So with all that preamble...

I started by making a mockup off of my Venetian bodice, and then fitting that to cover the full CF, cut off the pointed V waistline in back, and make side back seams:


From there I made a mockup to be sure of the fit -- figured out I needed to adjust the side back seams so that they ended (at the top) farther away from the shoulder straps (since that will be the closure -- yes, I am going to suck up the hassle of the side back spiral laced closure):

And then I spent all day Saturday cutting out! Everything is still flat, but I thought I'd take a picture of the bodice so you can at least see the fabric (the orange silk damask):

Now to decide about lining. I'm interlining with a layer of silk organza (not period, but it always makes my bodices look better!), and a layer of cotton muslin (I did this on my courtesan dress on the advice Hunnisett's books, and it really did help to "pad" a bit so you don't see the boning through the bodice). I ran over to Stone Mountain and found a 2 yard piece of a heavy cotton (not quite a twill, but heavier than broadcloth) in a great coordinating orange-y color to use for the lining.

Now, on my courtesan dress I did do a bag lining (first time in years!), because I knew I wouldn't be piping my edges (like I often do) and I didn't want to deal with bias facings. But thinking about this dress -- which I may very well bag line, or make bias facings, mind you! -- makes me wonder: I know nothing about 16th century construction techniques! To what degree are they similar to 18th century, which is the closest period I know about? 18th century is very different from 19th century/modern techniques, because it's all oriented around handsewing and things being draped on the body. Does anyone know anything (and esp. point me to sources) for things like: how were linings attached? How were seams sewn and finished?

posted by démodé 1:43 PM 4 comments

Friday, April 27, 2007

Okay, Florentine it is! I'm really more interested in doing a new style than just a rehash of my courtesan dress, and that's the deciding factor.

Of course, I would have enough fabric to eke out a Venetian, but not quite for the Florentine style, but who cares! So I definitely need to incorporate the dark brown cotton velvet I have in my stash -- which of course isn't an accurate style for the era I'm interested in (1550s) but oh well! I need to get over my "OH GOD WHAT IF IT ISN'T 100% ACCURATE?" thing sometimes, esp. right now when I'm just thinking, "Want pretty dress!"

So which design do you like best? I was originally thinking brown velvet for the shoulder rolls, but now I'm liking the contrast with the sleeve in brown better -- plus that will give me more fabric to put into the skirt.

design #1design #2

I actually mocked up and made the bodice pattern last night, but no time to upload photos so you're going to have to wait. The first thing I started thinking is how annoying that side back lacing is going to be for getting in and out purposes. That's the one good thing about Venetian -- I can get myself in and out all on my own! Has anyone worn side back lacing -- how annoying is it? I may wimp out and just do a CB lacing...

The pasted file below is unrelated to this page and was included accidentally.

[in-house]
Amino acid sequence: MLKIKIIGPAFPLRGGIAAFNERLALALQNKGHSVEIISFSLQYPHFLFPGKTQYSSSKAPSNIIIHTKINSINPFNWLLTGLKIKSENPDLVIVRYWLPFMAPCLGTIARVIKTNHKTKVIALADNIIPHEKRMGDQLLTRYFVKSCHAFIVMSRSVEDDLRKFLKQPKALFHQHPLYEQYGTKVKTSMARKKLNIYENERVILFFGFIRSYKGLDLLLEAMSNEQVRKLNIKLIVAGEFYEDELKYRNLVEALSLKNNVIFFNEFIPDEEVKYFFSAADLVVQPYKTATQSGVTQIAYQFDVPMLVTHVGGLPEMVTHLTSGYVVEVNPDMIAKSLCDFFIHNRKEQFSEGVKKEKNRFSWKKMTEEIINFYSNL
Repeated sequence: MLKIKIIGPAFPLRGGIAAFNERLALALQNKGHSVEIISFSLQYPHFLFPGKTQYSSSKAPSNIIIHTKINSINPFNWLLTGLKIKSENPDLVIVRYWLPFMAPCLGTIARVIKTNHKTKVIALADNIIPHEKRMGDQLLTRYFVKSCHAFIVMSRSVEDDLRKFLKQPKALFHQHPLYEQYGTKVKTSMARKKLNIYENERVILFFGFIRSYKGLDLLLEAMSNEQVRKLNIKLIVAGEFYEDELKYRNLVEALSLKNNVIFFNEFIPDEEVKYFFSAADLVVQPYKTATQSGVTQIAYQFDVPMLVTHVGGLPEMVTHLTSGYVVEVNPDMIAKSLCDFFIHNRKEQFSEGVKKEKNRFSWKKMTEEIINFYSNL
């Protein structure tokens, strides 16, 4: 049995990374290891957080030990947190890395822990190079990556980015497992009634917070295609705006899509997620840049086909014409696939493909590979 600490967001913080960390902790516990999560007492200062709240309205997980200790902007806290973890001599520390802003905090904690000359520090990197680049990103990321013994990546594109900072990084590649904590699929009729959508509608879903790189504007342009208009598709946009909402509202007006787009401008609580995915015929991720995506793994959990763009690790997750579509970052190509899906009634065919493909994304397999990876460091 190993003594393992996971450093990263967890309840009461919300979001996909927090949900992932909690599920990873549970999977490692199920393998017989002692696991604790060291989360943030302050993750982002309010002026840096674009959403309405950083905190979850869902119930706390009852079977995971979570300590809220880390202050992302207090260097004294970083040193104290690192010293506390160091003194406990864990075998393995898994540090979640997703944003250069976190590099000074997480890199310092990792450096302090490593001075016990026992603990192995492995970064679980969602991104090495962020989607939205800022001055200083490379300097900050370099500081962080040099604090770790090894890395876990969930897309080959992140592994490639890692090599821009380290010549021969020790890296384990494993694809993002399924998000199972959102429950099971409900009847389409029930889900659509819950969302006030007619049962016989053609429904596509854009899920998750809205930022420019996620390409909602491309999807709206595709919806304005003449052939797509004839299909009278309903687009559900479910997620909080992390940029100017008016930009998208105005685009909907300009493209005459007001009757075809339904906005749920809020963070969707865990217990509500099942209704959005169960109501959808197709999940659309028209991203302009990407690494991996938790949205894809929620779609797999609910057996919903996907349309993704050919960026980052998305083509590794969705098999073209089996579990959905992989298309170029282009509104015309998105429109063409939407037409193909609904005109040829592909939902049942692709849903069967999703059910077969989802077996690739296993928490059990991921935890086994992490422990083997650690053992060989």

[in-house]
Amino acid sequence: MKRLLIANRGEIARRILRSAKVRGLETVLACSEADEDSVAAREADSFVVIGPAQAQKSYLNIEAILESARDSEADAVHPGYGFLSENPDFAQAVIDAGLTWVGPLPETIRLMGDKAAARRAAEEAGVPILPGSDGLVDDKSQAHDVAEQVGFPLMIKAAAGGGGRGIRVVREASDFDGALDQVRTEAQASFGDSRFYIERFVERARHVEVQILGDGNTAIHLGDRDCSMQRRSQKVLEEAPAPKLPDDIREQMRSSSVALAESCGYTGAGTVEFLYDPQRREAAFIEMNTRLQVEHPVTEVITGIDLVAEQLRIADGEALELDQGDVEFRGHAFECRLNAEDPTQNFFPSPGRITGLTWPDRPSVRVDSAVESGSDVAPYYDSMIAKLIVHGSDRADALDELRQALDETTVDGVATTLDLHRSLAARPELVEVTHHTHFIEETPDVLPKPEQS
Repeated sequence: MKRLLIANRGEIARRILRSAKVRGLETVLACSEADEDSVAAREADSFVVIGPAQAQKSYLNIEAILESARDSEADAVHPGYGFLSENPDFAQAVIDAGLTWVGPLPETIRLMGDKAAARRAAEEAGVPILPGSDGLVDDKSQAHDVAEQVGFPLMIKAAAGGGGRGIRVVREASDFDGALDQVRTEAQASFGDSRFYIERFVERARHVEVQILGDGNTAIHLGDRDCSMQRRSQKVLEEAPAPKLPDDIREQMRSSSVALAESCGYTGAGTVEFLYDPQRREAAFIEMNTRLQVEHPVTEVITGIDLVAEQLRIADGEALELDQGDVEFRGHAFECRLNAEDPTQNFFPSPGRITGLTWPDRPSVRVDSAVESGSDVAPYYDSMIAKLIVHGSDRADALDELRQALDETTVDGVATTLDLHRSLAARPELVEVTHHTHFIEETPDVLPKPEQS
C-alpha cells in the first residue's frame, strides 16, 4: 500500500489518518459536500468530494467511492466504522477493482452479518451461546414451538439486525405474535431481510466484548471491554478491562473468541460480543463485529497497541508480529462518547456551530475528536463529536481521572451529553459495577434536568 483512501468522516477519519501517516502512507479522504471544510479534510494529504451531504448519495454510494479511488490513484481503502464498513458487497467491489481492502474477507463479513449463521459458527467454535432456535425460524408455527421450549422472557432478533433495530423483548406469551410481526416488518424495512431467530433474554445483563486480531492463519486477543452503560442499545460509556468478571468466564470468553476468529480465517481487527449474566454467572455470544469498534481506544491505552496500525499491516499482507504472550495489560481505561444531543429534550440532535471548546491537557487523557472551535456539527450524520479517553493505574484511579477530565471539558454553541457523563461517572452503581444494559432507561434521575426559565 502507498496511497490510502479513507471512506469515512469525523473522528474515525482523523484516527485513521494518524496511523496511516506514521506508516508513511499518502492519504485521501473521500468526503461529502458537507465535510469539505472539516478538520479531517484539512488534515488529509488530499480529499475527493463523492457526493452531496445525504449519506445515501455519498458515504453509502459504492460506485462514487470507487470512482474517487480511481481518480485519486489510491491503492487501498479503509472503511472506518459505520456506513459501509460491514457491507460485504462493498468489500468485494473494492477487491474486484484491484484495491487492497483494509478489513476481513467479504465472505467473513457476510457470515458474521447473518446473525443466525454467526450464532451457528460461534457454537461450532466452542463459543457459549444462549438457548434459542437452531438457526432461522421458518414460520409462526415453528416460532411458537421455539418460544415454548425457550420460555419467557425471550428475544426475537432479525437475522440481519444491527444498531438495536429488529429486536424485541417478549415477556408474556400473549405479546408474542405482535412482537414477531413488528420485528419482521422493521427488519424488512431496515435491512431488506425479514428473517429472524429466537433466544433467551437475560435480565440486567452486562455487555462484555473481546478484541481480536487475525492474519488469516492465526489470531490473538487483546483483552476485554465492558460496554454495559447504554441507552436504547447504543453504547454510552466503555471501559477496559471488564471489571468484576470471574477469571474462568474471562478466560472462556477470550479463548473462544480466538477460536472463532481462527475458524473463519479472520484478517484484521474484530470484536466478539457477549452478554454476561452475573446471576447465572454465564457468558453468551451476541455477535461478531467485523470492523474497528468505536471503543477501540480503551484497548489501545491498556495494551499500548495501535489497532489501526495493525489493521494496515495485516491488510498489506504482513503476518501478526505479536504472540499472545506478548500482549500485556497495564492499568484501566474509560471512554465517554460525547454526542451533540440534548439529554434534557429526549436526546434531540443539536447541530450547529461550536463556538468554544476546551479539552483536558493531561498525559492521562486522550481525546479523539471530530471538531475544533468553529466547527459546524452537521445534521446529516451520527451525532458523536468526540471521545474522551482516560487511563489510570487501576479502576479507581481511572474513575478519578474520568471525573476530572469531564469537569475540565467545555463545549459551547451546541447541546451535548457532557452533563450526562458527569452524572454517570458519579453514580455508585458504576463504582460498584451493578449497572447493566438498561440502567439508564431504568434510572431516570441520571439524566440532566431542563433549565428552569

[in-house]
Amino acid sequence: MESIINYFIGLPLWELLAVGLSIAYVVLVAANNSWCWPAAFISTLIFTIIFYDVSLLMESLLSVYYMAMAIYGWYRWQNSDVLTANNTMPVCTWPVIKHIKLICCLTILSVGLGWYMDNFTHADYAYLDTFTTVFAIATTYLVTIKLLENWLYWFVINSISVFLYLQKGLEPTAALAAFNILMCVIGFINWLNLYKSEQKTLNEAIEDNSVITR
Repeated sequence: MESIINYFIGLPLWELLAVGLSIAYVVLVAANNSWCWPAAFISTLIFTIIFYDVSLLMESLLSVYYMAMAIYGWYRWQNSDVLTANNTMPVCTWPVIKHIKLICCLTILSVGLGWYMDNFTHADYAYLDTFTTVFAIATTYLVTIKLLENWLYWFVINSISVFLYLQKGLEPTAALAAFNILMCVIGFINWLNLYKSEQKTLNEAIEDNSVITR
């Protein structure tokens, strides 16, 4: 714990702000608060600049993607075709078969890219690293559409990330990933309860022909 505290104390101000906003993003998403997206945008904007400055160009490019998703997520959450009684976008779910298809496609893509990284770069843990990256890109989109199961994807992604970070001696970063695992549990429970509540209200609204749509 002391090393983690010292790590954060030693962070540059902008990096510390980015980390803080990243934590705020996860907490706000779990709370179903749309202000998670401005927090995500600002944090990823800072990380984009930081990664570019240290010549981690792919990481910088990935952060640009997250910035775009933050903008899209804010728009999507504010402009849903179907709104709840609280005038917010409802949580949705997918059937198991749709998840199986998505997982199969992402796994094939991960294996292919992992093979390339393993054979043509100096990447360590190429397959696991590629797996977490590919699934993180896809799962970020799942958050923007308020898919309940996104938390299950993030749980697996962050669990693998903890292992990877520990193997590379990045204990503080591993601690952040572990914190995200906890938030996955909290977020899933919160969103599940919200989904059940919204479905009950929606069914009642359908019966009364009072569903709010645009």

posted by démodé 2:41 PM 13 comments

Wednesday, April 25, 2007

Cross-posted from my main blog, for documentation purposes:

This is me not starting a new project until I am done with the current one. Sarah posting that she made most of a Venetian dress in a weekend had me grumbling to myself -- why can't I work that fast? But then it made me think -- well, maybe I could, if I did something relatively simple that I had mostly patterned already. Combine this with some random 16th century thoughts that have been infiltrating lately, plus my desire to avoid ever making a farthingale, and my fear of dealing with the yards of velvet I have earmarked for a Tudor dress, and you get: I should make another Italian gown! Something simple, elegant, and made of the 4.25 yards of 54" gorgeous orange silk damask that I have in my stash.

That 4.25 yards is the pesky part -- I'd always assumed it was too little to make a whole dress. But then I started thinking. And looking all of your projects on the web. And I found Jessamyn's diary where she (much smaller than I, granted) made a dress out of a similar amount of fabric. And then I got out my copy of Moda a Firenze, which I've skimmed but never read, and thought about how nice it would be to have a Florentine dress... This is how my mind works!

So, the question is, Florentine or Venetian? I'm kind of leaning toward Florentine, something 1550s-ish in the style of Eleonora di Toledo (like this portrait). I'm actually intrigued by trying to do some kind of pieced skirt like in her burial gown -- I made a scale pattern (ha! I amuse myself) and found that I could make a skirt that's 158" at the hem and 79" at the waist. I'm not sure if that's enough for my size, so I'd need to mock it up. I could make a relatively simple dress -- shaped panel skirt, side-back laced bodice, simple-ish sleeves with the puffs in the Eleonora portrait. I could even make a pearled partlet, using the cream silk organza and pearls in my stash. Except that then I read in Moda a Firenze how much this style/era was done in unpatterned fabrics... so maybe my fabric isn't the best choice? And I would need some gold trim (need to troll on ebay).

So the alternative would be to make another Venetian, something simple like this 1560-61 Venetian, perhaps make a pretty girdle out of the garnets and pearls in my stash. I laid out the pattern pieces from my courtesan dress and I could get a skirt that's 135" (which is the width of my courtesan dress) and just eke out the bodice and sleeves from the fabric, with some scraps to make shoulder rolls.

Hmm hmm! What to do! I'm kind of leaning towards Florentine, since that would be a new style, but then I'm not sure if I'd have enough fabric in the skirt to look good on me (any guesses?) and I'm wondering if the fabric is appropriate (okay, so it's not like it would be the end of the world to use a patterned fabric, but I'm being a dork).


posted by démodé 1:14 PM 0 comments